David WISNIEWSKI, on behalf of himself and all others similarly situated v. RODALE, INC. David Wisniewski, Appellant.
OPINION OF THE COURT
This appeal requires us to determine whether § 3009 of the Postal Reorganization Act, 39 U.S.C. § 3009 (2000), which regulates the shipment of unordered merchandise, provides an implied private right of action. The District Court dismissed David Wisniewski's § 3009 claim on the ground that no implied private right of action exists under this statute. Based on our review of the statute and applicable Supreme Court jurisprudence, we will affirm.
This litigation began in February 2003 when then-plaintiff Michael Karnuth sued Rodale, Inc. in the United States District Court for the Eastern District of Pennsylvania, alleging that Rodale violated the Postal Reorganization Act's unordered merchandise statute, 39 U.S.C. § 3009,1 and various Pennsylvania state laws. Specifically, Karnuth alleged that Rodale sent him books that he had never ordered and demanded payment for them, and that he paid Rodale for one of the books to avoid damage to his credit rating. Karnuth moved to certify the case as a class action on behalf of all those to whom Rodale had sent unsolicited products and payment demands, with a subclass consisting of those who had paid in whole or in part for the unsolicited products. The court denied the motion without prejudice after Rodale alleged that Karnuth had consented to receive the books. See Karnuth v. Rodale, Inc., No. 03-00742, 2003 WL 21961399 (E.D.Pa. July 2, 2003). After Karnuth filed an amended complaint, the District Court again denied his motion for class certification in March 2005 on the ground that inconsistencies in Karnuth's two complaints could damage his credibility and thereby harm the other class members. See Karnuth v. Rodale, Inc., No. 03-00742, 2005 WL 747251 (E.D.Pa. Mar.30, 2005).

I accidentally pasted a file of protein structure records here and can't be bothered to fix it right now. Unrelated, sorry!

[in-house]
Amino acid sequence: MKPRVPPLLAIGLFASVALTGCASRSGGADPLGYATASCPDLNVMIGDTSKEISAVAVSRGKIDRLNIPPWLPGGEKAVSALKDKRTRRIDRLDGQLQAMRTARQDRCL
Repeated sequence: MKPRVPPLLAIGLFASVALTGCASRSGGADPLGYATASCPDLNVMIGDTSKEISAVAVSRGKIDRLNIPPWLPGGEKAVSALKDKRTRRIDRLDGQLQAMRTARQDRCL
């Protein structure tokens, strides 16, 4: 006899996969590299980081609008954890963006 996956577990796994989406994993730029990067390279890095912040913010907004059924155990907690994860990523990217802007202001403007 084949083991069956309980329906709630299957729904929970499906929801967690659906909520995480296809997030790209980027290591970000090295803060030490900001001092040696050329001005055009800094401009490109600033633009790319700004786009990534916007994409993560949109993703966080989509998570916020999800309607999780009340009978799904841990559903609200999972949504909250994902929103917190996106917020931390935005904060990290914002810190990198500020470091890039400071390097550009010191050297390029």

Subsequently, David Wisniewski replaced Karnuth as class representative. Like Karnuth, Wisniewski alleged that Rodale had sent him unsolicited books and that he had paid Rodale to avoid damage to his credit rating. Rodale argued that Wisniewski consented when he sent Rodale an order card that enrolled Wisniewski in a “negative option” plan, under which Rodale would ship books and bill any recipients who did not return the books within a specified time period. Wisniewski responded that the order cards failed to meet objective disclosure standards and thus were inadequate as a source of consent. Without addressing the merits of these claims, the District Court granted class certification in July 2005 with respect to the § 3009 claim and denied certification with respect to the state law claims. See Karnuth v. Rodale, Inc., No. 03-00742, 2005 WL 1683605 (E.D.Pa. July 18, 2005). Both parties moved for summary judgment on the federal and state claims, agreeing that any ruling would bind only the named parties and not the class. See Wisniewski v. Rodale, 406 F.Supp.2d 550, 553 (E.D.Pa.2005). In December 2005, the District Court dismissed the § 3009 claim on the ground that this provision does not confer an implied private right of action, and it dismissed the state law claims for lack of jurisdiction. Id. at 557-58. Wisniewski timely appealed.